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Mighty Switch Force provides an innovative 3D take on a block-switching action platformer, with a beautiful comic-book art style.
I could see it hunched behind a wall, inaccessible to my position. The smug-looking mutant held the access codes keeping the security door nearby sealed. I knew I had to deal with it. Fortune was on my side. An access panel allowed me to see the edge of the gantry upon which the creature stood. Far below was a movable wall: these were under my control. I laughed and fired a barrage of shots that would drop the creature into the path of the deadly block. Without a moment's hesitation I set the giant mechanism in motion. The laugh died on my lips as I heard a nearby scraping sound and realised that I had forgotten that I, too, was stood in the path of one of my own fatal monoliths. I flailed, desperately reaching for an escape; but, I could not escape my own crushing defeat...
Mighty Switch Force is a platforming game in which you take on the role of a futuristic cop recovering a group of escaped female prisoners. In their escape they have also called upon a legion of hideous monsters to impede your progress.
The innovation here is in the form of blocks which can be manipulated, with a simple button press, between the foreground and background of the action. Here, the 3D is used beyond a cosmetic effect to show you the position of the blocks in relation to your character. As the game progresses, different combinations of blocks provide a puzzle element to the platforming which complements the running and shooting nicely.
The 3D effect does lift the foreground action nicely off the background.
In many respects, there is nothing here which isn't as equally enjoyable with the 3D slider turned off as it is essentially a 2D platformer with added 3D effects. True, the depth adds to the feeling of connection with the action, but I found that playing in 2D was just as effective based on the shadowing of the blocks as they moved into the scenery. However, the 3D effect does lift the foreground action nicely off the background and the game's creators have made fun use of the depth effect (especially when you get squashed by one of your own blocks for the first time. I won't spoil the surprise!).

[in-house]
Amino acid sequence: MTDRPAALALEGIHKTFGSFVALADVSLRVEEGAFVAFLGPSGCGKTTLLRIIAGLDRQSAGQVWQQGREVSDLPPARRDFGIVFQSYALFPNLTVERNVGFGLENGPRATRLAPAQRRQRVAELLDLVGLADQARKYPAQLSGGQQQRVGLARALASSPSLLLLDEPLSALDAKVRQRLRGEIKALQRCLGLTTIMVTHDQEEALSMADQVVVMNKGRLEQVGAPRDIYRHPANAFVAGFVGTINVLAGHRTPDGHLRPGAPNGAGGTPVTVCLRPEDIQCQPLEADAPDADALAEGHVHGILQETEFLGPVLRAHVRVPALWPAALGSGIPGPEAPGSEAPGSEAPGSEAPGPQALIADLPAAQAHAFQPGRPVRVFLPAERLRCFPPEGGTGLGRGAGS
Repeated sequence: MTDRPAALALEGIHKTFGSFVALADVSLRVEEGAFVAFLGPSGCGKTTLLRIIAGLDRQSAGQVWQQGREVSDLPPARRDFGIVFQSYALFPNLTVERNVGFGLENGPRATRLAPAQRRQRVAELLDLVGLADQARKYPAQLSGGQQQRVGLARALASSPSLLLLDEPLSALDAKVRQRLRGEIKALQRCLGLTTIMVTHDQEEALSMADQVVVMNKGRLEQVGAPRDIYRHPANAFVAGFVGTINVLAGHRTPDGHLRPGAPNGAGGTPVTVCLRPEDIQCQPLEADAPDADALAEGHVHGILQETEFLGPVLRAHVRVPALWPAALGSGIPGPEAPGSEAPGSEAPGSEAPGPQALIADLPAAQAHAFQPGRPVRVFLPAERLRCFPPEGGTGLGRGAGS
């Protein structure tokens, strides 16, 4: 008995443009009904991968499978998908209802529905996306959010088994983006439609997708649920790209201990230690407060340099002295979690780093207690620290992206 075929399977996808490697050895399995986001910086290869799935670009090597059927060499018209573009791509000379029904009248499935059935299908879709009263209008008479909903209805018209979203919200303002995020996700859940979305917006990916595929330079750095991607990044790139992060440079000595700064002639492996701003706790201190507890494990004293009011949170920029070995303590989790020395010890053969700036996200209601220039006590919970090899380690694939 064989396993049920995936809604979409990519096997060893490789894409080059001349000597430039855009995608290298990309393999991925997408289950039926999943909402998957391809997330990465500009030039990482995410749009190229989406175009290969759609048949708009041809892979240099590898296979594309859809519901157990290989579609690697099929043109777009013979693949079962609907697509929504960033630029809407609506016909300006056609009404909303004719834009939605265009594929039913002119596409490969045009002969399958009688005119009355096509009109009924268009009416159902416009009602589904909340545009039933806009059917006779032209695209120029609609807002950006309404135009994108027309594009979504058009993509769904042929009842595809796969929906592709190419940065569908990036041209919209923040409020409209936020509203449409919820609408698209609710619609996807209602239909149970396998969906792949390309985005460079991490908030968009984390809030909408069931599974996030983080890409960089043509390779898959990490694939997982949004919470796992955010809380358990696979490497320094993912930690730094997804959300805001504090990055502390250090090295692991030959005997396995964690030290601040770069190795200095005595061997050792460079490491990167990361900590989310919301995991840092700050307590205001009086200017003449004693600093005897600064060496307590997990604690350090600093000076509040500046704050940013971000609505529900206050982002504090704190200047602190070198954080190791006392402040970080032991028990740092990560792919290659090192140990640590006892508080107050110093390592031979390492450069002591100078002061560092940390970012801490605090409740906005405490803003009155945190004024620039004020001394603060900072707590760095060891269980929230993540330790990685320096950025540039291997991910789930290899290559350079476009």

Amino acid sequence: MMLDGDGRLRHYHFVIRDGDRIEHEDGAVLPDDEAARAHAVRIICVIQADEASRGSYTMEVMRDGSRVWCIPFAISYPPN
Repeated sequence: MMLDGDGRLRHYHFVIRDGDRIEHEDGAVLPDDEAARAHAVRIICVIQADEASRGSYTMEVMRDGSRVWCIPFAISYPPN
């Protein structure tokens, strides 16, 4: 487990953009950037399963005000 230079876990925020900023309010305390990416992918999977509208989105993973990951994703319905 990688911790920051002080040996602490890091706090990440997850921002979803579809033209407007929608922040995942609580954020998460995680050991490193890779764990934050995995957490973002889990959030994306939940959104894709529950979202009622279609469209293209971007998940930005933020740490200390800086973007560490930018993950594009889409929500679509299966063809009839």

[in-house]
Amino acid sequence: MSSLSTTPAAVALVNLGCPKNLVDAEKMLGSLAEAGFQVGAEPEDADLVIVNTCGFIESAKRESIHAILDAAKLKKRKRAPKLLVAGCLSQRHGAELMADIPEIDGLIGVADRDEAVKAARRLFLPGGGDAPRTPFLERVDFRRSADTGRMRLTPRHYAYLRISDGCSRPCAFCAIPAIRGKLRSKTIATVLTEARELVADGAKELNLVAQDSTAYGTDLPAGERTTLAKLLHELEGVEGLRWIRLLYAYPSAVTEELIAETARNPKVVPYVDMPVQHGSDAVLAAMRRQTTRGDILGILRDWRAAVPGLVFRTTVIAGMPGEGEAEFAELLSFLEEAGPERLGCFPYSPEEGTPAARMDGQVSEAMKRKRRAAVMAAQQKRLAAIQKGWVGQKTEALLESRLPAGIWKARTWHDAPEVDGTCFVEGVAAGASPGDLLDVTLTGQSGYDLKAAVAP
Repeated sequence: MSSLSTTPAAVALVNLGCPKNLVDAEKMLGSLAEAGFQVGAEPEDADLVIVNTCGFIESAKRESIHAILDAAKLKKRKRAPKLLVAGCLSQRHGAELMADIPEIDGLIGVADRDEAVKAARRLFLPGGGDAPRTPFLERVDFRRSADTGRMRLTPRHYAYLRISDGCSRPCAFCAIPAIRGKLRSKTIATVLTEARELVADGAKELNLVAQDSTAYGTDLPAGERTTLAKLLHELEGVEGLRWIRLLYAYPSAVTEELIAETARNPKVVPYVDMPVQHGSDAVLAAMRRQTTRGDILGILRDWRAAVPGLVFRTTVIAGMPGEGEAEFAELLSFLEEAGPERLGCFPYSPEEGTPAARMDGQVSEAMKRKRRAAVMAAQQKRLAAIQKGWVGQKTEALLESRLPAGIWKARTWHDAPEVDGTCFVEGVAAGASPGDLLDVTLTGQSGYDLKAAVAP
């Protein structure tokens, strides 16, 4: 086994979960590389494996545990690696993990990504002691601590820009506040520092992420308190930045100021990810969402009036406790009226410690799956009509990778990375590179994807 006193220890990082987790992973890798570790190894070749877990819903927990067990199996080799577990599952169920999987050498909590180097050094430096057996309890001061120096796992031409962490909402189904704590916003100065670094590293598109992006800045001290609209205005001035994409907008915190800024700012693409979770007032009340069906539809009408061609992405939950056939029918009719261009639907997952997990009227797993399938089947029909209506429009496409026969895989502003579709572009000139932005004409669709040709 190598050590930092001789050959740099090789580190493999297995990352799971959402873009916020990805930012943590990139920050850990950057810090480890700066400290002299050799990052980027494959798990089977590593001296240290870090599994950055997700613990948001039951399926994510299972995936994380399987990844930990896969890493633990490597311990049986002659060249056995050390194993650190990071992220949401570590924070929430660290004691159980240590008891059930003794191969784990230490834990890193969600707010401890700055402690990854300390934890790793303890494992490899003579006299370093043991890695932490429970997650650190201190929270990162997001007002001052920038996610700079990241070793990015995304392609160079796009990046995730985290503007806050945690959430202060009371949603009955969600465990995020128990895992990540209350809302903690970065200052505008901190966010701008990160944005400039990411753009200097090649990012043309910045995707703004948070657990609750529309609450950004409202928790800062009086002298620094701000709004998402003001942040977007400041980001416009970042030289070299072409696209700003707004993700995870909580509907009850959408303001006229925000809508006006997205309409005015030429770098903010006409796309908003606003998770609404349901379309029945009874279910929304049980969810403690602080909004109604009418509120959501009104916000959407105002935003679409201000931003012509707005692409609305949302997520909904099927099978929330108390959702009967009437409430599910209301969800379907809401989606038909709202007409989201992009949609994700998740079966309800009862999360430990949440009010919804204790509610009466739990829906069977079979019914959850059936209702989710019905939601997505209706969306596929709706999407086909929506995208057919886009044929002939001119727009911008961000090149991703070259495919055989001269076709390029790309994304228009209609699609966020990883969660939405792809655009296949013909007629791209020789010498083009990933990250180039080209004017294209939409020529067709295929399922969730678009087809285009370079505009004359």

The puzzles are very well designed and are satisfying to overcome. As a writer I always enjoy the feeling when a storyteller or director has such a good understanding of the audience that he or she can anticipate their responses and manipulate them. There were a few instances in Mighty Switch Force where the flow of the action tricked me killing myself, as in my story. In this case I didn't feel cheated by a cheap kill, actually I was entertained by the trick in itself as my hand was not in any way forced.
For my taste there isn't a lot of narrative in which to become engrossed. I found this a pity, although what little story is communicated is an example of how to do a great deal with very little. Are the escaped female prisoners now equally trapped by the monsters they released as a distraction? Do their demure behaviours seem at odds with the heavy-iron nature of their criminal restraints? Is any of this subtext even intentional on the part of the designers, beyond finding a more politically correct reason for having squealing buxom females in need of prompt rescue?
As a budget diversion, Mighty Switch Force is a highly entertaining romp. It's not a long game and I was able to rattle through the 16 levels included in a couple of hours. There is a target time for a speed run of each level which provides some replay, but the end of the unlocks a weapon which makes sailing through the levels quickly much more straightforward. While the quality is certainly worth the £5.40 price tag, this won't keep you entertained for long compared to the some of the other treats in the 3DS store.
As a budget diversion, Mighty Switch Force is a highly entertaining romp.
Where Mighty Switch Force excels is in the artwork and animation. Compared to the developers' previous efforts on the DSi, this game revels in the higher resolution of the 3DS screen, drawing its characters in bold strokes. So much character and humour is communicated through the animation it makes up for the game's other shortcomings.
Mighty Switch Force is a tiny bright gem of a game, which is rare in that it uses the depth effect to enhance gameplay. It's certainly worth a look, but I couldn't help but feel that I wanted to see it developed into a longer and more varied adventure.
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